reviewed in issue #197, 3/27/00

    A sticker on the front proclaims Rhapsody "The new hope of symphonic epic power metal." Wow. That sounds pretty cool.

    And you know what? It is. Yeah, I'm an utter sucker for overlaid, throaty vocals and dramatic guitar and keyboard music. The bastardization of classical music doesn't bother me so much.

    Rhapsody is so keyboard centered, though, that at times the power level drops. Yeah, it always comes back, but for a few seconds there I wonder where the tuneage went. Some keyboard magic is always necessary, but not always this much.

    As long as you accept that this is the music that Spinal Tap skewered so beautifully, then feel free to groove on through. Yeah, it's over the top and almost comically excessive. So what? This is one of those guy things. We love the fast guitars and guys that sing high and loud. Must be in the genes.

    Symphony of Enchanted Lands
    reviewed in issue #197, 3/27/00

    Disc #2 from this now defunct act. This album continues the swords and sorcery Algalord Chronicles begun on Legendary Tales. The same caveats apply, of course.

    In general, the songs are a bit tighter, with fewer excessive breaks by either the keyboards or guitar. There are also more "maiden by the water" breaks (acoustic classical guitar accompanied by flute and the sound of birds chirping), but they serve more as brackets than interludes within songs.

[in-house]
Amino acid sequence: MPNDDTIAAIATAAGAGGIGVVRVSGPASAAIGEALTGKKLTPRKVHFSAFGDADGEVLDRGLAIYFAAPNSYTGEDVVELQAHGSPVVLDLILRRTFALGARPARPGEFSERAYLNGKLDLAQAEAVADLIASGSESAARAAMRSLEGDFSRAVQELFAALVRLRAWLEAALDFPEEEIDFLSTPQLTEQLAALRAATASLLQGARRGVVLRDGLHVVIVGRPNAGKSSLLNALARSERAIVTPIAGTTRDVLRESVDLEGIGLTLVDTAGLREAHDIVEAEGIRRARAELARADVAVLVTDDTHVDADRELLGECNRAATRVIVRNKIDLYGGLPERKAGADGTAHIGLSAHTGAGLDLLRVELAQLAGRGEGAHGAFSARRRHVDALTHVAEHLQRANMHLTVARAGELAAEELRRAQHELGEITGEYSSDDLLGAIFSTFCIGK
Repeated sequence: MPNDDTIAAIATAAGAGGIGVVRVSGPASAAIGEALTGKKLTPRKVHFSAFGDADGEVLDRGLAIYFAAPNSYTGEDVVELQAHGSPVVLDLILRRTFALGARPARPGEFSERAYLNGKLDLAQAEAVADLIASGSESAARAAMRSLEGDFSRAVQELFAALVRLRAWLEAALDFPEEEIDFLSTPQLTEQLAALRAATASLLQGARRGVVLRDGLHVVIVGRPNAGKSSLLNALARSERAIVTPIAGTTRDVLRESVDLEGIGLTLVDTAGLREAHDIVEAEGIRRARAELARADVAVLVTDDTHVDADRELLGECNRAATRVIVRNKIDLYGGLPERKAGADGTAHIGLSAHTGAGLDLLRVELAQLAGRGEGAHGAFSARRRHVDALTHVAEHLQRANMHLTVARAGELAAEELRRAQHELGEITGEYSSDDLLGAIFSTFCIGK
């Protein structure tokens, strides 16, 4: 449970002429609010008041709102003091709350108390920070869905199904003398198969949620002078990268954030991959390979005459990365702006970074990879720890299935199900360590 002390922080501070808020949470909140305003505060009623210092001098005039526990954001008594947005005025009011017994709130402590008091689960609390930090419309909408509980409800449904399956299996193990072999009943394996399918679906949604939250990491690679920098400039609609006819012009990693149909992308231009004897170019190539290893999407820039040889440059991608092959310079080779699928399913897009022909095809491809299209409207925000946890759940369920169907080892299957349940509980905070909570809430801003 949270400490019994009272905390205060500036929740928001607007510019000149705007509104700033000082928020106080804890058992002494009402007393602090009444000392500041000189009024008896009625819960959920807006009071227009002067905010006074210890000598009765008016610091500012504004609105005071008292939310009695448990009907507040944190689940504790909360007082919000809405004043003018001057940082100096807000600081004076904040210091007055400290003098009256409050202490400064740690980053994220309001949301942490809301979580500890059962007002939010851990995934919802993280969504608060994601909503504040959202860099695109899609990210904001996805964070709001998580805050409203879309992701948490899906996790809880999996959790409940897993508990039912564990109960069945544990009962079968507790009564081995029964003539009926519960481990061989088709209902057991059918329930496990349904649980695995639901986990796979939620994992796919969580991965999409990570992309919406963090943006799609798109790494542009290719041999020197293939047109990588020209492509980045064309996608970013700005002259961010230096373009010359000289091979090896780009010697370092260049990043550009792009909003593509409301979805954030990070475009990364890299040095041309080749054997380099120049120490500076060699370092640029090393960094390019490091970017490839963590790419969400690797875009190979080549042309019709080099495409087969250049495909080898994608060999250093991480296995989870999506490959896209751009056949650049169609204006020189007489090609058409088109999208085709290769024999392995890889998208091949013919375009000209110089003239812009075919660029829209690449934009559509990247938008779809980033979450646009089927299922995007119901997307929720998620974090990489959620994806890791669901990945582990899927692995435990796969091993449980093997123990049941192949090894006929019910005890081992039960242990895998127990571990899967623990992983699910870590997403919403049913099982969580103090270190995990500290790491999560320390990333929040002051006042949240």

The boys also refer to themselves as "mighty warriors of metal." You know, if I really didn't have an awful jones for this kinda music, I'd be laughing my ass off. But I do like it, and even with all of the fru-fru window treatments, Rhapsody plays this stuff as well as anyone.

    In fact, this stuff sounds great. Majestic and powerful (and perhaps just the slightest bit overblown), Rhapsody marches straight to glory. Yes, you've got to buy into it. I do, and I know plenty of other folks who do as well. Inspiring stuff.

    Rhythm Doctors
    Reggae Injection
    reviewed in issue #207, 10/30/00

    Organ-driven ska that verges on reggae often enough. All instrumental, with the exception of a few really cheesy intros. Better than workmanlike most of the time.

    The reliance on organ does bring to mind Booker T. and the MGs (and the comparison can't be entirely favorable, obviously). It is a great instrument to use with ska; it dances and scats almost as well as a singer might.